JNF has been the topic of a recent petition put out by Rabbis for Human Rights. In a world in which everyone is tearing each other apart it would have been nice to show a little civility and menschlichkeit, by handling their concerns in a different way. A phone call or meeting to learn the fact would have been nice.

KKL-JNF leased the land to Elad in the early ‘90’s. The reason for leasing the land was because of the ongoing City of David excavations that began in the aftermath of the ’67 war.

KKL-JNF has no rights, control, or responsibility in this issue at all. This would be as if we leased the land to someone who built a shopping center and one of the storeowners didn’t pay rent to the developer. It is strictly between the Sumarins and Elad, not KKL-JNF. Elad, as the one who has full legal rights over the entire area, has exercised the due process of the legal system of Israel.

Yet as legal documents reveal, the JNF took part in all the proceedings against the Sumarins. In fact, it is the JNF-owned Himnuta that signed the warrant for the evacuation of the Sumarin family. A lawyer for the family told Haaretz that Elad, the settler organization, is not even mentioned in the warrant.

And here comes the interesting and little-noticed part: In a comment to today’s piece on Haaretz, the JNF no longer conceals its involvement in the affair (my emphasis):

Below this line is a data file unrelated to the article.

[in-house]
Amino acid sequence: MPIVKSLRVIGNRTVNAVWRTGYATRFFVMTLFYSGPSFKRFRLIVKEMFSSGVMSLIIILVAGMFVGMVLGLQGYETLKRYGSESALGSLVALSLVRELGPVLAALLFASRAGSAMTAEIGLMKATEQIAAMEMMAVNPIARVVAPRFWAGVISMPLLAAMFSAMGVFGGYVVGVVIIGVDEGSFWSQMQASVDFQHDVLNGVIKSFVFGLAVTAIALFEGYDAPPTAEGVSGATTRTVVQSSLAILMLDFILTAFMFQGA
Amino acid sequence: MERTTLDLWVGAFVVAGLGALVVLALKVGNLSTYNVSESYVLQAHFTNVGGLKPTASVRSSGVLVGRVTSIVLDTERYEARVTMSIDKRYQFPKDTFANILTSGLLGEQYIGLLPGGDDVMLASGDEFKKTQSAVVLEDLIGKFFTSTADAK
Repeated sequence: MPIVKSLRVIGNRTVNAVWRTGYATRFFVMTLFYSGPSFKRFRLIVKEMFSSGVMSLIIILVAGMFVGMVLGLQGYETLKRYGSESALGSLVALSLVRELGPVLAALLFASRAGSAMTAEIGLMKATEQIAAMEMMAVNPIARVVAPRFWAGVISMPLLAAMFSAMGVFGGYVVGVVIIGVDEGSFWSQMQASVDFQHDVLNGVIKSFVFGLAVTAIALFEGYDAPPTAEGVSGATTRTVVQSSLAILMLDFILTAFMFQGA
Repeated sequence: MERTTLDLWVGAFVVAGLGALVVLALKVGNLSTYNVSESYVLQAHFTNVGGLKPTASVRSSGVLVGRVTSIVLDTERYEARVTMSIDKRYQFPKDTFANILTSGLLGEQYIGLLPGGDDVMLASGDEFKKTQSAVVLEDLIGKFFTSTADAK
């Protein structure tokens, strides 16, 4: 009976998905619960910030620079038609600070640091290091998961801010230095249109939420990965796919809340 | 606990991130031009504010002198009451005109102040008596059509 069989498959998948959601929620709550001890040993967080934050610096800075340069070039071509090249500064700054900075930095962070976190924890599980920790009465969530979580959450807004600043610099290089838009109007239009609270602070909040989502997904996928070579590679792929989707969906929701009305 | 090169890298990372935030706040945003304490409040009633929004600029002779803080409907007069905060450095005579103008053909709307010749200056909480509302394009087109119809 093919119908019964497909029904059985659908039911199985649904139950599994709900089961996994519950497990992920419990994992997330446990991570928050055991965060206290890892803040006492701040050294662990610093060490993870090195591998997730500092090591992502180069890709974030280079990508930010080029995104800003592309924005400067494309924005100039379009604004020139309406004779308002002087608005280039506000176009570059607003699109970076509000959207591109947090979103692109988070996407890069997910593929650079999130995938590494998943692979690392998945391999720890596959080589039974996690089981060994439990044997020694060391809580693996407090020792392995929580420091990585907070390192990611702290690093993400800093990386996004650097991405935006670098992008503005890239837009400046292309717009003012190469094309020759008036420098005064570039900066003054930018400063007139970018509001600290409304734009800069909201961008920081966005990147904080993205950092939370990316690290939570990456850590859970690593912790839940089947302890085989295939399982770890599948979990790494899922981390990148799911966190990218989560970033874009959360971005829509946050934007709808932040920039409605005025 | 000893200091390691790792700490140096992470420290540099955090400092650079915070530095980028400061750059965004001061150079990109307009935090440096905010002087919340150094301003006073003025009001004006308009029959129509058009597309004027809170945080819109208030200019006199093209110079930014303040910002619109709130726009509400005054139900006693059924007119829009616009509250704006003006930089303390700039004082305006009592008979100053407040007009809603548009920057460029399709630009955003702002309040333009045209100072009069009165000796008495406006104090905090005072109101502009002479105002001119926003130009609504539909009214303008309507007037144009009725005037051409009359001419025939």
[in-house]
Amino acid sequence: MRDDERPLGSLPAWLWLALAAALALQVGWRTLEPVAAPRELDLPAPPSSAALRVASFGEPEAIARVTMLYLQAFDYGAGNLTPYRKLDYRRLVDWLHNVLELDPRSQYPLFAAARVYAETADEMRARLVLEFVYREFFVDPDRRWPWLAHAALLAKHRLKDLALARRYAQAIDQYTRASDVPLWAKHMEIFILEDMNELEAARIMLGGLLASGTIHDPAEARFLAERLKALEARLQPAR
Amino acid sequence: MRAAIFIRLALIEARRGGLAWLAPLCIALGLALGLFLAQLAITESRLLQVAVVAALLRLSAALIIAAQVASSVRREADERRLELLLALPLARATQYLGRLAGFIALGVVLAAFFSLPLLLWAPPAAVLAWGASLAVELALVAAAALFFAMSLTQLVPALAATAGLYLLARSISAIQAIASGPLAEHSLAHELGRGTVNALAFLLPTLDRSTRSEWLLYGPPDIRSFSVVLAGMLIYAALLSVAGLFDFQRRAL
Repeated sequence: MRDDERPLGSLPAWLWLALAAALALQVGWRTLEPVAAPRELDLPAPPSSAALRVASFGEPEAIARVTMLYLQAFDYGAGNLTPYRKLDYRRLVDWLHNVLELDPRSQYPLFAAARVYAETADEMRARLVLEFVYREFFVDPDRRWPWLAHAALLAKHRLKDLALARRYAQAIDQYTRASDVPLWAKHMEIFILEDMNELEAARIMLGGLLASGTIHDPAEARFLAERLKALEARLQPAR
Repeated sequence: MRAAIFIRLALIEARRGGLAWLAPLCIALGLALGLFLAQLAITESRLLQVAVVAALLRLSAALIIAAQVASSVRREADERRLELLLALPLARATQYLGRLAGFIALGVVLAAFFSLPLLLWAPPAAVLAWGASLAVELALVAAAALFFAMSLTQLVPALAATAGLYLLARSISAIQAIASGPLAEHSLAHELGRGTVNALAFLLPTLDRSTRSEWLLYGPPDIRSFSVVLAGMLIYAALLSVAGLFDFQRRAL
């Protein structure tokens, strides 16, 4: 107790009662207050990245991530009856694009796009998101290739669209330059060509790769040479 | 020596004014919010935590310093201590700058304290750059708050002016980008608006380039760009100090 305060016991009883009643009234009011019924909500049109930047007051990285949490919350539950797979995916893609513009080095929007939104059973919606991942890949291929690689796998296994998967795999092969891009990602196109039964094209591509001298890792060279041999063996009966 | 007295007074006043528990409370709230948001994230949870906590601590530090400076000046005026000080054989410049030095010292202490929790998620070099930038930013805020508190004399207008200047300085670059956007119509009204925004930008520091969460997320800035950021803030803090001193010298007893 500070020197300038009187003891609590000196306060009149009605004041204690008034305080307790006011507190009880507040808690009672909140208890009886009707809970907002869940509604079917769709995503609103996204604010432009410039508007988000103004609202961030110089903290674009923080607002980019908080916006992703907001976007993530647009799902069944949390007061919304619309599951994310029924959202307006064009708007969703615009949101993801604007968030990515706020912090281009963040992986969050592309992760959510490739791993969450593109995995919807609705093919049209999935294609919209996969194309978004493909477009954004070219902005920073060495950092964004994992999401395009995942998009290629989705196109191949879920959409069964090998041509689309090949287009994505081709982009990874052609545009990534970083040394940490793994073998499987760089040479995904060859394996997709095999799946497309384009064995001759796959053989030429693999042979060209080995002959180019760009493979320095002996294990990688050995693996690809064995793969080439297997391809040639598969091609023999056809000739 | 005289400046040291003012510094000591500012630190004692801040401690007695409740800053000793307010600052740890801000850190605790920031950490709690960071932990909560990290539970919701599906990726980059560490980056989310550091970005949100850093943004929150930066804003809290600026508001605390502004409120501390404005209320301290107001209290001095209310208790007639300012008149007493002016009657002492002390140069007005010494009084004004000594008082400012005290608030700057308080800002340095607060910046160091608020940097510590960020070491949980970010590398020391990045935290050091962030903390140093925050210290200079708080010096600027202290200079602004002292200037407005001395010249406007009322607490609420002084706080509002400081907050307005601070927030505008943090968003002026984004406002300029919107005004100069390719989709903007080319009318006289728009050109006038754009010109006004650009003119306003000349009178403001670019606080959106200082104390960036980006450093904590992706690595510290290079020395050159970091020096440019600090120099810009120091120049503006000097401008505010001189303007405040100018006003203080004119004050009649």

The JNF said that “in 2006, after a legal battle, the court determined that the Sumarin are to evacuate the asset in Silwan. The family refuses to carry out the court’s order and have rebuffed efforts to engage in a dialogue that would resolve the case. Out of the company’s (JNF) responsibility and sensitivity, it was decided that the evacuation would not be carried out right now, and a new attempt for dialogue would take place; if this fails, the company would turn to the legal authorities so that they would carry out the verdict.”

(For some reason, the important sentence at the end of the comment wasn’t translated in Haaretz’s English edition.)

So, what do we have here? (a) JNF Israel lets it be known that JNF America simply lied in its public announcement and (b) JNF Israel makes it clear that if the Sumarins cannot be persuaded to leave their home, they will be kicked out – soon.

So much for the talks about excavations and leasing. The JNF is openly trying to get Palestinians out of their homes, and bring Elad’s settlers in.

UPDATE: The Jerusalem court has froze the eviction of the Sumarin family, thus giving the JNF a chance to reconsider their position. Will they use it?

————————-
Read more about this story, and about the JNF’s involvement in pushing Palestinians from their homes and lands:

The JNF: Planting Trees or Uprooting Families?
JNF involvement in the repeated destructions of the Beduin village El-Araqib


Haaretz’s publisher: US president can’t act against Israeli Apartheid

Posted: November 27th, 2011 | Author: | Filed under: The Left, The Right, The Settlements, the US and us | Tags: , , , , | Comments Off